A soldier tests brain-computer interface (BCI) technology for the U.S. Army. Credit: U.S. Army
In the 1940’s, people connected wires, punched cards, and flipped switches to give instructions to early computers. Over time, the command line interface (CLI) was developed, allowing users to instruct a computer simply by typing text commands. By the mid-1980’s, CLI was replaced by the graphical user interface (GUI), a visually intuitive interface that is still in popular use today. Through GUI, users interact with windows and icons to command a computer. People around the world use GUI by pressing keys, clicking on computer mice, speaking words, and swiping screens.
Today, a new interface looms on the horizon: brain-computer interface(BCI) (sometimes called brain-machine interface, or BMI). BCI technology creates a pathway from the user’s brain to a computer or other device, allowing direct thought communication. Brainwaves are recorded through electrodes (strips of metal that conduct electricity) attached to a person’s scalp or implanted in the brain. BCI technology has been in development since the end of the 1960's, when the idea of using only one’s mind to control a device was barely more than fantasy. Progress was slow, but today that fantasy is at last becoming reality.
BCI allows users to command devices without using their hands or voices. Some people who suffer from paralysis or other immobility-inducing conditions have already benefited from BCI technology. These individuals have gained the ability to move and control external devices using only their minds, which allows them a greater degree of independence. In February 2017, physiatrists (physical medicine and rehabilitation physicians) from the Hunter Holmes McGuire VA Medical Center in Richmond, Virginia, announced the development of a BCI device for controlling movement in a prosthetic knee. A simple prosthetic knee normally requires manual unlocking to bend, but this device allows the patient to bend the prosthesis using only the mind.
In March 2017, a team of biomedical researchers in Cleveland, Ohio, successfully restored limited arm movement to a quadriplegic man by implanting tiny electrodes directly onto his motor cortex, a region of the brain that controls muscle movement. These electrodes connected to a device affixed to the man’s arm. After some training and practice, he was able to move his shoulder, elbow, wrist, and fingers. BCI technology is also being developed to allow individuals with locked-in syndrome to communicate with the outside world. Locked-in syndrome is characterized by the complete paralysis of voluntary muscles, except in some cases for the muscles that control eye movement.
Medical BCI milestones caught the attention of people in California’sSilicon Valley, and leading technology companies are exploring BCI’s potential for commercial use. In April, Facebook executives announced a project to create a wearable BCI device that would allow the wearer to compose words directly from the brain. CEO Mark Zuckerberg expects BCI “typing” to be up to five times faster than manual finger typing.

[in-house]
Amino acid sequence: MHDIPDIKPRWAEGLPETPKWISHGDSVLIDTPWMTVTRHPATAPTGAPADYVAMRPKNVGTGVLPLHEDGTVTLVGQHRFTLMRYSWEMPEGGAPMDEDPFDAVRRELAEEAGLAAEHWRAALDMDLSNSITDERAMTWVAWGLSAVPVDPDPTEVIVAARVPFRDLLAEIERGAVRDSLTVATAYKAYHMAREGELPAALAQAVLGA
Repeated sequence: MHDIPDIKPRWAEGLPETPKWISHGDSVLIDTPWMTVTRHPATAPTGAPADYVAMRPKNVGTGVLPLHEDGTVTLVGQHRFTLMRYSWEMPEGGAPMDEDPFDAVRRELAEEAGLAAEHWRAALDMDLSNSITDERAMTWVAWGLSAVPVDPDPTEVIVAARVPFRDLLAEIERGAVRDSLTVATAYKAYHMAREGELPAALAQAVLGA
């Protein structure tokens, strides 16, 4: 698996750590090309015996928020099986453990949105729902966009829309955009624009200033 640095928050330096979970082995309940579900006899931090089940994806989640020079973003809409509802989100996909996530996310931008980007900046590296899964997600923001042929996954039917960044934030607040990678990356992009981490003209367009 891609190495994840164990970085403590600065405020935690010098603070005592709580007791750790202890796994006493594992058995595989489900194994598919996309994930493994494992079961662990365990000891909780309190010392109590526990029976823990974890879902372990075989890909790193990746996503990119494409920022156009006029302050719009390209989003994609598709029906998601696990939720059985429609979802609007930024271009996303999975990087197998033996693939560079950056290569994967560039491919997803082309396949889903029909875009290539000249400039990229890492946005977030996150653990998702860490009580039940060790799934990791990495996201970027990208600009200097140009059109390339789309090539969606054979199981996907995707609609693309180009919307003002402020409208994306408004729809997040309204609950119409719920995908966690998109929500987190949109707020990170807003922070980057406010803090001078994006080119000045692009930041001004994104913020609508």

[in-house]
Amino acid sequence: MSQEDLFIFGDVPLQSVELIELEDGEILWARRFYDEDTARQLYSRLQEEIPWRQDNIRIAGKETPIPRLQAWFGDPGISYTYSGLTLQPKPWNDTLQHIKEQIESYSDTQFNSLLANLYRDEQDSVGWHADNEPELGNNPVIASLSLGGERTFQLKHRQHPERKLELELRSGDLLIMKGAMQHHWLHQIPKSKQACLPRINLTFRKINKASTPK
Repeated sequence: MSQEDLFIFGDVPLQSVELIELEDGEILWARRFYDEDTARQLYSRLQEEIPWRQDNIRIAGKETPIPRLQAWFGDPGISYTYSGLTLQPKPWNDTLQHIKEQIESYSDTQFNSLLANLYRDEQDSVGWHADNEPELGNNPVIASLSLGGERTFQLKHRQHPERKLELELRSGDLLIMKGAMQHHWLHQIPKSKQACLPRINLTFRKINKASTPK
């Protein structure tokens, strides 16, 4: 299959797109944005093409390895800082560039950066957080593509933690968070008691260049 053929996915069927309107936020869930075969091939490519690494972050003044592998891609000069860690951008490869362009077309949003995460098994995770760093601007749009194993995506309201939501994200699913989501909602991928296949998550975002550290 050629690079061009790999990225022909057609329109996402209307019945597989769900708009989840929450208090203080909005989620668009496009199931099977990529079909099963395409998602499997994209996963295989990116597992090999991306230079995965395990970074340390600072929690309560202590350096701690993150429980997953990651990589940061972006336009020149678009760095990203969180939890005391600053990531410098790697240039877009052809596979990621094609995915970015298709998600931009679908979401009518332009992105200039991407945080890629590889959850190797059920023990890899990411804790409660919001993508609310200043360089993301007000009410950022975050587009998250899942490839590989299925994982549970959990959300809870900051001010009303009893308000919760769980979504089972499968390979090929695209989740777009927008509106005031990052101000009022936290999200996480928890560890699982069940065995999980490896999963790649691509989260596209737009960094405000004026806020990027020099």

In March 2017, South Africa-born entrepreneur Elon Musk announced the establishment of Neuralink, a new BCI development company. The initial goal of Neuralink is to improve the lives of immobile and brain-damaged patients through the development of brain implants. Musk added, however, that the ultimate goal of the company is for BCI to improve human cognition—a goal meant to keep humanity from becoming obsolete in the face of ever-advancing artificial intelligence.
Elon Musk founded Neuralink, a BCI development company, in March 2017. Credit: NASA
A related start-up company called Kernel (founded by U.S. entrepreneur Bryan Johnson) aims to create cutting-edge BCI devices. Kernel is currently focused on improving knowledge of the human brain in hopes of augmenting it in the coming decades. Kernel and Neuralink have the same end goal: to allow humanity to compete with advanced machines by merging biological and digital intelligence and application.
Some people question the necessity of advanced BCI technology, and others dismiss such neural ambitions as science fiction. But many people predict that—in the not-too-distant future—artificial intelligence will surpass that of humans, much as human intelligence surpassed that of other animals. Musk envisions a future in which people use BCI technology to connect quickly to databases, servers, and even to one another, somewhat leveling the competition with artificial super-intelligence.
Neuroscientists disagree on how soon people can expect to be able to type directly from their brains or use telepathic devices to communicate with one another. Many do agree, however, that it is no longer a matter of if, but when humanity’s next evolutionary stage will come to fruition. Years in the future, we may look back at 2017 as a turning point in the evolution of brain-computer interface.
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